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From the director’s chair

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From the director’s chair

Directed by senior Jack Laurie, students perform his One-Act play called,

Directed by senior Jack Laurie, students perform his One-Act play called, "Breakout."

Dave Moore

Directed by senior Jack Laurie, students perform his One-Act play called, "Breakout."

Dave Moore

Dave Moore

Directed by senior Jack Laurie, students perform his One-Act play called, "Breakout."

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The Seniors of the Dionysian Players step off the stage and take the director’s chair, sharing their experience and knowledge with their shortened One Acts. These select group of Seniors take charge and see what it’s like to sit on the director’s chair. These Seniors have been in plenty of shows themselves and the student-directed One Acts is something they look forward to which were held March 25 and 27.

“The Seniors have to read through a bunch of scripts, pick their own play, hold auditions, cast their group, hold rehearsals and direct them, get costumes/tech/set design, and then put them all together in a series of different One Acts,” senior Senior Camden Brazile said. “We have to sit in the director’s chair and experience life from outside the stage.”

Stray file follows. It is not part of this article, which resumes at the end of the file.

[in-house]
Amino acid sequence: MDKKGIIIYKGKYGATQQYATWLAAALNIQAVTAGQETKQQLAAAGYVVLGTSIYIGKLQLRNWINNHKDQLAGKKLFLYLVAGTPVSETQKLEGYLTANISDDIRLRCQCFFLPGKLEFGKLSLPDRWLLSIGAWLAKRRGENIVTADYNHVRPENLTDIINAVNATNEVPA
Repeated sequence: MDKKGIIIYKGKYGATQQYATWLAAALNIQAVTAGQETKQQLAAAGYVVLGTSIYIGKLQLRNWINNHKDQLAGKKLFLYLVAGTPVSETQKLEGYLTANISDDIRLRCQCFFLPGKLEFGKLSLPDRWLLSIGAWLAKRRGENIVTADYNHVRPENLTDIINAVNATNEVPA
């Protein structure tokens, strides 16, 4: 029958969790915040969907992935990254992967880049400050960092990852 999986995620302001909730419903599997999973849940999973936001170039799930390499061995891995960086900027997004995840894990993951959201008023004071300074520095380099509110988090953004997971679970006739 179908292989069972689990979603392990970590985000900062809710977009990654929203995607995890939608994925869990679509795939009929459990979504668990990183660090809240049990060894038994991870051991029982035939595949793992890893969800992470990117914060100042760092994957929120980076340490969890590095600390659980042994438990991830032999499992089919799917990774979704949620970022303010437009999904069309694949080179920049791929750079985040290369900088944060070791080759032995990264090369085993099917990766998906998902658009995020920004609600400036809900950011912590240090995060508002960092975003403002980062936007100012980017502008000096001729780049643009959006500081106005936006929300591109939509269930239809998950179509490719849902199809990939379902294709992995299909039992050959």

Although this is something they look forward to, One Acts is very difficult because they must be the visionaries to see in each actor what is needed for each scene. The seniors work on this for about six weeks and on average, hold about three rehearsals a week.

“It gets really taxing sometimes because you watch the same play over and over again, and sometimes you can’t figure out what’s wrong or sometimes there seems to be too many things wrong,” Brazile said. “It’s also difficult because it’s your friends you’re working with, but you’re trying to take a more professional approach.”

Senior Jack Laurie directed an act from a play called Break Out, which closed the show. At most, these Acts can be about 20 minutes long.

“I was really lucky, I got a bunch of experienced guys in my One Act, so they understood how the process works of being in a play, memorizing lines, and working in characters, so I only had two rehearsals a week,” Laurie said. “The only challenge I had was keeping the less experienced few up to speed with the others.”

For those who enjoy acting and have no problem with intensive rehearsal, the Senior-directed One Acts is a place where seniors can earn leadership skills and have fun.

“I’ve helped direct scenes in Mr. [Chris] Welling’s acting/improv class before and it was a blast,” Laurie said. ”This is the first time I got to try it out on stage for a real audience, for real people and it was really cool to piece together.”

 

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Gave Helm, Staff Writer

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